Do Trump’s Murky Financial Ties to Russia Connect to Money Laundering?

Investigators have only begun to follow the money.

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By Bill Buzenberg

Federal investigators continue to dig into Russia’s cyberattack on the US election and the Trump administration’s possible involvement—but as bad as that intrusion and collusion may be, Trump’s opaque financial dealings could prove even more perilous for the president.

Trump has blazed a decades-long trail of questionable financial dealings with Russian sources that could provide investigators with the grist they need for legal action. A wide array of Russian oligarchs with links to Vladimir Putin have invested tens of millions of hard-to-explain dollars in Trump properties. And Trump professes never to know who these people are or where they got the big bucks for their mostly cash deals.

Money laundering is the process of taking proceeds from criminal activity (dirty money) and making them appear legal (clean). Although the news didn’t make much of a splash during the 2016 campaign, Trump paid a $10 million fine to the U.S. Treasury in 2015 for his bankrupt Taj Mahal casino in Atlantic City because it failed to meet anti-money-laundering requirements. According to the Wall Street Journal, “Regulators said the casino failed to establish and implement an effective anti-money-laundering program, failed to implement an adequate system of internal controls, and failed to properly file currency transaction reports or keep other required records.”

It is already a matter of public record that several Trump-affiliated businesses and associates are connected to alleged Russian money-laundering operations.

Many of Trump’s business dealings involve Deutsche Bank or the Bank of Cyprus—both known for their connections with Russian oligarchs. Deutsche Bank is also Trump’s biggest lender; he owes the bank some $300 million, as first reported by Mother Jones‘ Russ Choma and David Corn. The Guardian reported that Deutsche Bank paid $630 million in fines for failing to prevent $10 billion in Russian money laundering between 2012 and 2015.

The Bank of Cyprus is also well known as a money-laundering haven for Russian oligarchs. Trump’s Commerce Secretary Wilbur Ross has invested heavily in the Bank of Cyprus (some $424 million in 2014, giving him an 18% stake) and he was once vice-chairman of the bank, according to the Guardian. Ross presided over deals that raise questions about his tenure at the bank and his ties to politically connected Russian oligarchs.

Ross shared his vice-chairman post at the bank with a deposit holder-turned-shareholder, Vladimir Strzhalkovsky, referred to in Russian media as a former KGB official and Putin ally.

Mother Jones

The 4 Things You Need to Know About Bernie Sanders’ Historic Comeback

Democratic presidential candidate Sen. Bernie Sanders, I-Vt., speaks at a rally Friday, March 25, 2016, in Seattle. (AP Photo/Elaine Thompson)
Democratic presidential candidate Sen. Bernie Sanders, I-Vt., speaks at a rally Friday, March 25, 2016, in Seattle. (AP Photo/Elaine Thompson)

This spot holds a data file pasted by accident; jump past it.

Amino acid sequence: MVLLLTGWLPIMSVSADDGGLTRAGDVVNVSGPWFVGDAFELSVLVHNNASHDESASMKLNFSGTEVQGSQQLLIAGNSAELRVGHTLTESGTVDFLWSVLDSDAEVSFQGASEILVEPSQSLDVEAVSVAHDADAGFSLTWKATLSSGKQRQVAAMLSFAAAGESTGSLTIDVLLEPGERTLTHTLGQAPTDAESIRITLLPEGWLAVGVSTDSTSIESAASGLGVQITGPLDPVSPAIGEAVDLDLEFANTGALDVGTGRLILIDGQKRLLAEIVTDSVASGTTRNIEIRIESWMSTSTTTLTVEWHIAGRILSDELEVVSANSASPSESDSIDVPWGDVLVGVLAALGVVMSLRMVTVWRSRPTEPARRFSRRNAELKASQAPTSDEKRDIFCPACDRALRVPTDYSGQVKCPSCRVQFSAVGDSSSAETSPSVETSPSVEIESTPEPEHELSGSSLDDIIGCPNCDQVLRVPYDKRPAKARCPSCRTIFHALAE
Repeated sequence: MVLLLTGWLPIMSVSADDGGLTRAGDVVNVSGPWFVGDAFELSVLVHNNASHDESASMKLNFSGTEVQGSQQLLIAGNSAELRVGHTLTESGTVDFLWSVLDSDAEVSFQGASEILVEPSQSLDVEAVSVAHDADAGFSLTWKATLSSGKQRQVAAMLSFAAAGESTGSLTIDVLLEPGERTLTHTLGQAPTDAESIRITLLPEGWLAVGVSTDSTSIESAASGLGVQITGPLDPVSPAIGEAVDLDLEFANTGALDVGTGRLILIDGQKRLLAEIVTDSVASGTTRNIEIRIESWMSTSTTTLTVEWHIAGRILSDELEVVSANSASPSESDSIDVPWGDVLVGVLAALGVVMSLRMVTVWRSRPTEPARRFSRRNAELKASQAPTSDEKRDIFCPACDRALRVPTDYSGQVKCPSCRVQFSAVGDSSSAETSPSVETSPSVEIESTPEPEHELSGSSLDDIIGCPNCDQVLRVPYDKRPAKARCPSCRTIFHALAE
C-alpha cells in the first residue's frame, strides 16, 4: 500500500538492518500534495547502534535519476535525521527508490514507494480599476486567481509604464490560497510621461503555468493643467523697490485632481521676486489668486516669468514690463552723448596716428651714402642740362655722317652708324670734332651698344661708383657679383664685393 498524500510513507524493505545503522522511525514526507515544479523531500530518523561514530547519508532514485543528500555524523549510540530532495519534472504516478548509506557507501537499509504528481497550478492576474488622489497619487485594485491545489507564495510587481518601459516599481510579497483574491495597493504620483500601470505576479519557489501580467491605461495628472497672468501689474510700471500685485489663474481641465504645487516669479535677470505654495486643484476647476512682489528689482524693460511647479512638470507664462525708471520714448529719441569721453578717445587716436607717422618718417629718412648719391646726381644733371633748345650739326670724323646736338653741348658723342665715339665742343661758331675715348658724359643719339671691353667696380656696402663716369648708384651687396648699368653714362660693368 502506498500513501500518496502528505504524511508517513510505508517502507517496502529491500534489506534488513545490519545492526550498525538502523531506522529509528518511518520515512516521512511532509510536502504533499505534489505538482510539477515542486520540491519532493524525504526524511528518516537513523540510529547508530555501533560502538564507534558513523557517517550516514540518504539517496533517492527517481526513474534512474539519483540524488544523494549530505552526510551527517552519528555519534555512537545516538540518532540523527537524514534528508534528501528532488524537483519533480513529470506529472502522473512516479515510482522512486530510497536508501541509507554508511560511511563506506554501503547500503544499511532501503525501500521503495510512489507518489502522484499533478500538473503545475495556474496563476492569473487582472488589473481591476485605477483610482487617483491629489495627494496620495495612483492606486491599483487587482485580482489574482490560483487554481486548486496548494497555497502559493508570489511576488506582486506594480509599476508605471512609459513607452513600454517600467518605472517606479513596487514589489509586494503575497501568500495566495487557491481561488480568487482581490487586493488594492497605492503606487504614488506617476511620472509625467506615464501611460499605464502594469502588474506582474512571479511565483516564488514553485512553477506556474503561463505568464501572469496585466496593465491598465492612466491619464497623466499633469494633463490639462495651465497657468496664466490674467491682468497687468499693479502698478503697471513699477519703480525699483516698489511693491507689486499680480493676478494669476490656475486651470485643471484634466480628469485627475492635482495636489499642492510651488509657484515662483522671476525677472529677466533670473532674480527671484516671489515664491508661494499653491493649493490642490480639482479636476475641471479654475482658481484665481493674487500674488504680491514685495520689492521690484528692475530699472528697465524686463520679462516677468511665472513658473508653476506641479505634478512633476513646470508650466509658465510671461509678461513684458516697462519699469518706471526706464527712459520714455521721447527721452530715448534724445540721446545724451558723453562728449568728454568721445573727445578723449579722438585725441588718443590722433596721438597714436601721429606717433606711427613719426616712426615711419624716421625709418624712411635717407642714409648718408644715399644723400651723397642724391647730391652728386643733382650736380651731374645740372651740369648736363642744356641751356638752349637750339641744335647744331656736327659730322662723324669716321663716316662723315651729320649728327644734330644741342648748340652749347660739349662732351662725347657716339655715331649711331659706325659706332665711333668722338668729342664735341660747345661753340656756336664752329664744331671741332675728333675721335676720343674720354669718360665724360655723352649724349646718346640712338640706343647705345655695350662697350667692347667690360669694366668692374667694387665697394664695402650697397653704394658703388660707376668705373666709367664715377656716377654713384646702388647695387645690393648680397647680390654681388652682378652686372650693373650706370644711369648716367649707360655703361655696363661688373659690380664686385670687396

By Seth Abramson

Bernie Sanders will win more pledged delegates than Hillary Clinton in the second half of the Democratic nominating season.

In fact, he’ll almost certainly win more pledged delegates than Clinton in the final three and a half months of the primary season.

And virtually without question, he’ll win more states than Clinton in these final three and a half months — it’s just a matter of how many more.

He’ll also close out the primary season, it appears, beating Donald Trump by as much or (more often) substantially more than Clinton in nearly every national and battle-ground state poll taken.

Yet none of it is a surprise, even in the context of a race the media told us was essentially over a month ago.

In fact, everything that’s happening now in the Clinton-Sanders race was predicted, long ago, by either Sanders himself or the hard data of this election season. Moreover, none of what’s happening is a surprise to the politicos on the Clinton side, either; that’s one reason they’re working overtime to control and then shift the narrative from the inevitability of a major Sanders comeback. While it’s still up in the air whether that comeback will be total or near-total, only by manipulating the narrative can the Clinton campaign keep Sanders at bay.

And that’s why understanding that what’s happening now is no more or less than what was readily predictable a year ago is crucial to understanding the current state of the Democratic primary race. This means unpacking not just the Clinton camp’s transparent attempts to skew the media narrative, but also, and more importantly, the hard data behind a comeback that could end up being every bit as historic as Sanders supporters are now suggesting it will be.

The Huffington Post

Hillary Clinton’s Link to a Nasty Piece of Work in Honduras

Democratic presidential candidate Hillary Clinton speaks during a campaign event at Hillside High School in Durham, N.C., Thursday, March 10, 2016. (AP Photo/Carolyn Kaster)
Democratic presidential candidate Hillary Clinton speaks during a campaign event at Hillside High School in Durham, N.C., Thursday, March 10, 2016. (AP Photo/Carolyn Kaster)

By Marjorie Cohn

A critical difference between Bernie Sanders and Hillary Clinton is their position on whether children who fled violence in Central American countries, particularly Honduras, two years ago should be allowed to stay in the United States or be returned.

Sanders states unequivocally that they should be able to remain in the U.S.

Clinton disagrees. She would guarantee them “due process,” but nothing more.

By supporting the June 28, 2009, coup d’état in Honduras when she was secretary of state, Clinton helped create the dire conditions that caused many of these children to flee. And the assassination of legendary Honduran human rights leader Berta Cáceres earlier this month can be traced indirectly to Clinton’s policies.